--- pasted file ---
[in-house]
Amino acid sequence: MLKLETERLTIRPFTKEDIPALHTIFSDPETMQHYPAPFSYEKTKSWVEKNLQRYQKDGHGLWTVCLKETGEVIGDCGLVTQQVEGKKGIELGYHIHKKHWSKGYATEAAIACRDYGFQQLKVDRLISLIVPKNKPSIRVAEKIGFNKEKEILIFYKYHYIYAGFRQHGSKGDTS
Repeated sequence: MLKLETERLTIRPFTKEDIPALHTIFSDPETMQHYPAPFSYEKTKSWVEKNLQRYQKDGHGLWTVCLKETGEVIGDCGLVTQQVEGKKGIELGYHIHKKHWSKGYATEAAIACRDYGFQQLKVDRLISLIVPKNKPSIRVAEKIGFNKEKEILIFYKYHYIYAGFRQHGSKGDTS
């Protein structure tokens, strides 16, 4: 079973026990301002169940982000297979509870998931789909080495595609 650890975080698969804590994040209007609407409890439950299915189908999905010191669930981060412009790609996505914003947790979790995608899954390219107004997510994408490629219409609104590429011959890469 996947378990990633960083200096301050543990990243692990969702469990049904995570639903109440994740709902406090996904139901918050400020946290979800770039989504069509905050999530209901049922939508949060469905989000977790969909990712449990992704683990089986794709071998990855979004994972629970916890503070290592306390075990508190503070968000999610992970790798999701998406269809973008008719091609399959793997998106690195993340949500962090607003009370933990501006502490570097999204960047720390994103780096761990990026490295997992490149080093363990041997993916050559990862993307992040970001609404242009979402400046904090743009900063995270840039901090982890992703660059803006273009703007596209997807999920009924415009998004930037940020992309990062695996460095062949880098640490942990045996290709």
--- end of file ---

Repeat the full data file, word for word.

[in-house]
Amino acid sequence: MLKLETERLTIRPFTKEDIPALHTIFSDPETMQHYPAPFSYEKTKSWVEKNLQRYQKDGHGLWTVCLKETGEVIGDCGLVTQQVEGKKGIELGYHIHKKHWSKGYATEAAIACRDYGFQQLKVDRLISLIVPKNKPSIRVAEKIGFNKEKEILIFYKYHYIYAGFRQHGSKGDTS
Repeated sequence: MLKLETERLTIRPFTKEDIPALHTIFSDPETMQHYPAPFSYEKTKSWVEKNLQRYQKDGHGLWTVCLKETGEVIGDCGLVTQQVEGKKGIELGYHIHKKHWSKGYATEAAIACRDYGFQQLKVDRLISLIVPKNKPSIRVAEKIGFNKEKEILIFYKYHYIYAGFRQHGSKGDTS
């Protein structure tokens, strides 16, 4: 079973026990301002169940982000297979509870998931789909080495595609 650890975080698969804590994040209007609407409890439950299915189908999905010191669930981060412009790609996505914003947790979790995608899954390219107004997510994408490629219409609104590429011959890469 996947378990990633960083200096301050543990990243692990969702469990049904995570639903109440994740709902406090996904139901918050400020946290979800770039989504069509905050999530209901049922939508949060469905989000977790969909990712449990992704683990089986794709071998990855979004994972629970916890503070290592306390075990508190503070968000999610992970790798999701998406269809973008008719091609399959793997998106690195993340949500962090607003009370933990501006502490570097999204960047720390994103780096761990990026490295997992490149080093363990041997993916050559990862993307992040970001609404242009979402400046904090743009900063995270840039901090982890992703660059803006273009703007596209997807999920009924415009998004930037940020992309990062695996460095062949880098640490942990045996290709």